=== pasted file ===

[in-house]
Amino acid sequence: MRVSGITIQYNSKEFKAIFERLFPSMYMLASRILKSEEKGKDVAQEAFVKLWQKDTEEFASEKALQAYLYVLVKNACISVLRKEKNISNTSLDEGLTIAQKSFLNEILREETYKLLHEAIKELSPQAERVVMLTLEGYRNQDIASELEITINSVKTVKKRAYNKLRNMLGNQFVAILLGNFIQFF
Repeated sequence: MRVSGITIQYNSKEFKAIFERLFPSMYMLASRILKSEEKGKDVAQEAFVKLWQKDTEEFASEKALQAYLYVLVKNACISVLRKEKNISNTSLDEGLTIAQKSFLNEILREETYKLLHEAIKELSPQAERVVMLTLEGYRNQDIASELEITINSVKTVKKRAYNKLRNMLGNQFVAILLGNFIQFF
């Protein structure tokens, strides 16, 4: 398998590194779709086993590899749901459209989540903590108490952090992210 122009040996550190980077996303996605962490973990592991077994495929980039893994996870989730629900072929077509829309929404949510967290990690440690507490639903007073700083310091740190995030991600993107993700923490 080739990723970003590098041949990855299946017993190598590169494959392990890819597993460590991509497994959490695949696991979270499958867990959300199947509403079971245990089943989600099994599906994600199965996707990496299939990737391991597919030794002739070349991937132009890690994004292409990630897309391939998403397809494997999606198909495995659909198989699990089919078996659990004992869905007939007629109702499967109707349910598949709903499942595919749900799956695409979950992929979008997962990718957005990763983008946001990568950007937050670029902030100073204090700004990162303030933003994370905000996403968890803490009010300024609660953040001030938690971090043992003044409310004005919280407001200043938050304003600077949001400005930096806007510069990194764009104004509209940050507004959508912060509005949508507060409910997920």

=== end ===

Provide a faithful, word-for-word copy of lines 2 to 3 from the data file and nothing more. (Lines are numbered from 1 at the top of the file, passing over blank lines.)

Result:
Amino acid sequence: MRVSGITIQYNSKEFKAIFERLFPSMYMLASRILKSEEKGKDVAQEAFVKLWQKDTEEFASEKALQAYLYVLVKNACISVLRKEKNISNTSLDEGLTIAQKSFLNEILREETYKLLHEAIKELSPQAERVVMLTLEGYRNQDIASELEITINSVKTVKKRAYNKLRNMLGNQFVAILLGNFIQFF
Repeated sequence: MRVSGITIQYNSKEFKAIFERLFPSMYMLASRILKSEEKGKDVAQEAFVKLWQKDTEEFASEKALQAYLYVLVKNACISVLRKEKNISNTSLDEGLTIAQKSFLNEILREETYKLLHEAIKELSPQAERVVMLTLEGYRNQDIASELEITINSVKTVKKRAYNKLRNMLGNQFVAILLGNFIQFF